Souther on Love, 'Cleveland Architecture 1890–1930: Building the City Beautiful'

Jeannine deNobel Love
J. Mark Souther

Jeannine deNobel Love. Cleveland Architecture 1890–1930: Building the City Beautiful. East Lansing: Michigan State University Press, 2020. 336 pp. $58.56 (cloth), ISBN 978-1-61186-349-9

Reviewed by J. Mark Souther (Cleveland State University) Published on H-Midwest (August, 2020) Commissioned by Dustin McLochlin (Rutherford B. Hayes Presidential Library & Museums)

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Jeannine deNobel Love’s Cleveland Architecture, 1890-1930 is a surprising and welcome addition to the roster of books on Cleveland’s architectural history. It joins and augments older workhorses such as Eric Johannesen’s Cleveland Architecture, 1876-1976 (1979), his monograph A Cleveland Legacy: The Architecture of Walker and Weeks (1999), and Robert Gaede and Kenneth Goldberg’s Guide to Cleveland Architecture (1997). No previous work brings together late nineteenth- and early twentieth-century Cleveland building biographies and contextualizes them within the city’s broader history and the City Beautiful movement as Love does. The book is somewhat reminiscent of Daniel Bluestone’s Constructing Chicago (1991) in that it provides a similarly well-illustrated melding of urban history and architectural history.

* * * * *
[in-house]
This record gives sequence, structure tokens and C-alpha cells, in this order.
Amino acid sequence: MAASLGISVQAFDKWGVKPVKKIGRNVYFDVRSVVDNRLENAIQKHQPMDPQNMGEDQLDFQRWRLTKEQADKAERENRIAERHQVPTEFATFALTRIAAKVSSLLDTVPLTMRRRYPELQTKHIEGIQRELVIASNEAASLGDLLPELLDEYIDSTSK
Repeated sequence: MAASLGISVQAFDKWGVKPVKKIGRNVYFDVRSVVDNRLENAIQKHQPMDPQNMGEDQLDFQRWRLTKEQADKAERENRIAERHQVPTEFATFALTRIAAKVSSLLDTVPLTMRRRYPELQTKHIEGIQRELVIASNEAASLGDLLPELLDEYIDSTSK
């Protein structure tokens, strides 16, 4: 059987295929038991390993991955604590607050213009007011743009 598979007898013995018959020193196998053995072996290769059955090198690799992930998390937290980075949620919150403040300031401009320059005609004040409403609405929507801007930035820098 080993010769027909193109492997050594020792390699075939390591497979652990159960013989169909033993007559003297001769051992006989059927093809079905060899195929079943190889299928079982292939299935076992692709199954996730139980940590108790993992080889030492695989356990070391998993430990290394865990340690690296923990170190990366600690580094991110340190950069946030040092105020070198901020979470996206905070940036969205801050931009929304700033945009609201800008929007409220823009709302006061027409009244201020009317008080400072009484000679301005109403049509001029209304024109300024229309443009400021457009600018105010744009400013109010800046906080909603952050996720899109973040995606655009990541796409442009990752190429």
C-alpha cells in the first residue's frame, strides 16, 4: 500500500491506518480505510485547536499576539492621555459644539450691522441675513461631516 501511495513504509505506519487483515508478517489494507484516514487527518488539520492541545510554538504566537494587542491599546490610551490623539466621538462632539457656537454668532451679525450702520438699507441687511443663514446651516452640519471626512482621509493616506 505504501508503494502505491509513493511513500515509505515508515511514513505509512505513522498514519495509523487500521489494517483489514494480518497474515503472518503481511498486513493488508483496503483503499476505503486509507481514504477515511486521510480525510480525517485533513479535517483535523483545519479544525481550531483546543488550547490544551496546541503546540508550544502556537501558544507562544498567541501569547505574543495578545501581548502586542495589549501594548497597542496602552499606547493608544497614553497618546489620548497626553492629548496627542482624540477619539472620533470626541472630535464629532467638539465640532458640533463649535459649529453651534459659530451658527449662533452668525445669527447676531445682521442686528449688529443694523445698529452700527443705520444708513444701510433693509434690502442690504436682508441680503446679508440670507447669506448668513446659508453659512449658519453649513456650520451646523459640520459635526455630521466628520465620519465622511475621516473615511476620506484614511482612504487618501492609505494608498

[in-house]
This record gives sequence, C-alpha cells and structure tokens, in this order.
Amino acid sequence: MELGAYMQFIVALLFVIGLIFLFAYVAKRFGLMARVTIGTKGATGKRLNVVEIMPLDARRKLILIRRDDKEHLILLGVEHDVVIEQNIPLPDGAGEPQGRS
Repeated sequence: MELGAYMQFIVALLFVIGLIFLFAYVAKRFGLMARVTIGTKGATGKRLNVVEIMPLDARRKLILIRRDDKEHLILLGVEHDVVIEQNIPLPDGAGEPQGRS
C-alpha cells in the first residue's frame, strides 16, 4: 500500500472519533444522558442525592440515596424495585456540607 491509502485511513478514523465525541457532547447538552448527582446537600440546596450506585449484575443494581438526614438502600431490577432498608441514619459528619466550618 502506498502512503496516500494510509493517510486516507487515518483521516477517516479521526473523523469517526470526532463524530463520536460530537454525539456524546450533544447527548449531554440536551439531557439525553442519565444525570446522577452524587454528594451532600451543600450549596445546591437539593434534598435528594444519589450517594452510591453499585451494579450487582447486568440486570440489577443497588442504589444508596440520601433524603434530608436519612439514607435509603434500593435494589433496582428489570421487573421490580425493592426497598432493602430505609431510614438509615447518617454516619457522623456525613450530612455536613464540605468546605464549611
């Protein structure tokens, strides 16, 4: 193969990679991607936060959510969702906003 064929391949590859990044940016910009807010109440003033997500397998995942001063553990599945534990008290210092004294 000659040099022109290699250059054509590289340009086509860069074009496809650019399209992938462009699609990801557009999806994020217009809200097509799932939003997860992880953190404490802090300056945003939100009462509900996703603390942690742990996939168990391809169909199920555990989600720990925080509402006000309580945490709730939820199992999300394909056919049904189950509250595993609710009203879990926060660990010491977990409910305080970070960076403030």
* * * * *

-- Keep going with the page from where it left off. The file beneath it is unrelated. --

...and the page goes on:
Love’s book is divided into two sections, titled “Cleveland’s Architectural Journey from Outpost to Metropolis” and “Catalog of Buildings.” The first, approximately one-third of the primary text length, consists of two brief chapters that trace the city’s broader development in the century after 1830. The remainder includes short chapters on the influences of the École des Beaux-Arts, Chicago World’s Fair of 1893, and City Beautiful movement on urban design and planning and a particularly well-developed chapter on Cleveland’s Group Plan and University Circle Cultural Center Plan. The second section comprises about two-thirds of the main text and provides a catalog of notable examples of commemorative commercial, civic and governmental, and cultural buildings. As the author explains, her emphasis here lies on those that combine “an explicit public purpose” and “some form of a decorative arts program” (p. xiii). 

Two initial chapters on the broad contours of Cleveland’s development in the century after the emergence of steamboats and canals essentially repackage and condense a well-documented historical narrative, drawing solely on secondary sources. The chapters on the influences of architectural study in Paris’s famed school, the Windy City’s pivotal exposition, and the emerging City Beautiful impulse break little new ground, although the author does a fine job of providing an engaging, balanced, concise view of the many strands that intertwined to shape the architectural and city planning work that defined the early twentieth century not only in Cleveland but in other cities. 

Of this trio of chapters that set the stage for understanding Cleveland’s City Beautiful plans in its downtown and University Circle districts, the one on the City Beautiful is the most impressive. Love provides a true service in digesting and interpreting the emergence of this somewhat nebulous movement, especially in attending to the influences of both men and women and to organizations with large and small concepts. Her treatment of the origins of the Chicago-based American Civic Association in a small Springfield, Ohio–based magazine, How to Grow Flowers, will surprise and interest readers who may not have been able to access Bonj Szcyzgiel’s scholarship, which she openly cites.